Especially the part "when you go to multicloud, you spend 10 x as much" is very encouraging for the company. To show you how important that is, 92% of revenue comes from multicloud clients. If Salesforce can convince 62% of its existing customers to go multicloud and maybe take them to Customer 360, then it could even accelerate its growth.
4. Long-term financial goal setting
As I have already explained, I like CEOs who are ambitious. That doesn't only apply to their vision, but also to the financial goals they set. And Marc Benioff is one of the few top executives who is very open about his goals.
He first set a goal of $10 billion of revenue in 2016 to achieve in FY 2018 (ending in December 2017). And he added: “My dream is to double this company within the next three to four years.”
This is what the revenue of Salesforce over the past few years has looked like:
(Compiled by the author)
For Salesforce to reach the goal of $20 billion revenue at the end of 2020 (FY 2021), it would have to grow its revenue by another 23% if it hits its guidance. And you know what? I think the company can do that.
Benioff has even set out a longer-term goal: by 2023 he wants $28 billion of revenue. And peering even further into the future, Benioff has already set the goal for 2034. Then, he wants $60 billion of revenue for Salesforce.
And the goal-setting seems to be really ingrained into the company. Salesforce's co-CEO Keith Block said in an interview:
I remember when our goal was to have the Top 10 banks running their business on Salesforce. Then the goal was the Top 20 banks. Well now, we do business with nearly every financial institution in the Fortune 500.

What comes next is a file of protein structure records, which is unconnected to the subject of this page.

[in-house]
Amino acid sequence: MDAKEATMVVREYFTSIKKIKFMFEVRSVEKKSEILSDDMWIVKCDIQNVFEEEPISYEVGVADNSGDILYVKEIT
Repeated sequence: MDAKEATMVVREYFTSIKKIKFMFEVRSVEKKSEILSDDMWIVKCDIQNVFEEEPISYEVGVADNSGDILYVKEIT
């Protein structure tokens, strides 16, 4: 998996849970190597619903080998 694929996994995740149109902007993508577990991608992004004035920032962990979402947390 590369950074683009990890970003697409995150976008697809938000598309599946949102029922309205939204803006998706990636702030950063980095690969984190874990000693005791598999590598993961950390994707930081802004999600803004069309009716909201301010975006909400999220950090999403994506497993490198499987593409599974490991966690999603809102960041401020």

(Co-CEO Keith Block - Source)
I really like that culture of goal-setting. Measurable goals are a great tool to bring an excellent drive to your company, especially if they are combined with excellent CEO approvals, such as that of Benioff on Glassdoor. Because what a lot of investors miss in their quantitative approach to investing is that the company culture is one of the most defining factors for success or failure for a company. If you have ever worked for one, you know this to be true. But it is impossible to quantify that.
5. An ever-expanding universe.
The good thing about Salesforce is that it keeps adding more and more products. This is no coincidence: Salesforce has been in the Forbes Most Innovating Companies list for eight years in a row, coming in at #3 in the 2018 list. And that pays off. Besides new customers, existing customers can also be upsold because they sign up for the company's new product offerings.
Salesforce offers several clouds: Sales Cloud (I think you can guess what that one is for), Customer Cloud (to manage customer support), Marketing Cloud (for personalized marketing to customers), Commerce Cloud (which is used for management and insights of e-commerce), Data Cloud (for sales and lead generation), Community Cloud (a social platform to connect employees and customers), Analytics Cloud (a platform for business intelligence, optimized for mobile access and data visualization), App Cloud (an integrated architecture for enterprise developers) and IoT Cloud (meant to store the data of Internet of Things devices). That is already an impressive universe of clouds. Here's a schematic representation:
Salesforce has rolled out its AI platform Einstein recently. Businesses have huge amounts of data, and Einstein will learn from these data. It will sift through the data and give you insights that would be very difficult or time-consuming to implement on your own. Bots are an example. Einstein can also provide an automatic translation.
On the Q1 2020 earnings call, Benioff talks about what has been added to Einstein and also about the blockchain:
In Q1, we announced our new Einstein Platform Services that enable everybody, regardless of their technical skill, to build custom AI-powered apps with just a few clicks, and that has been so important for our customers because just as we've infused these Einstein AI capabilities across our entire product line and made Einstein Voice and also Einstein Vision capabilities available to every Salesforce app, we're now doing this exact same thing with another critical technology for our customers, which is blockchain.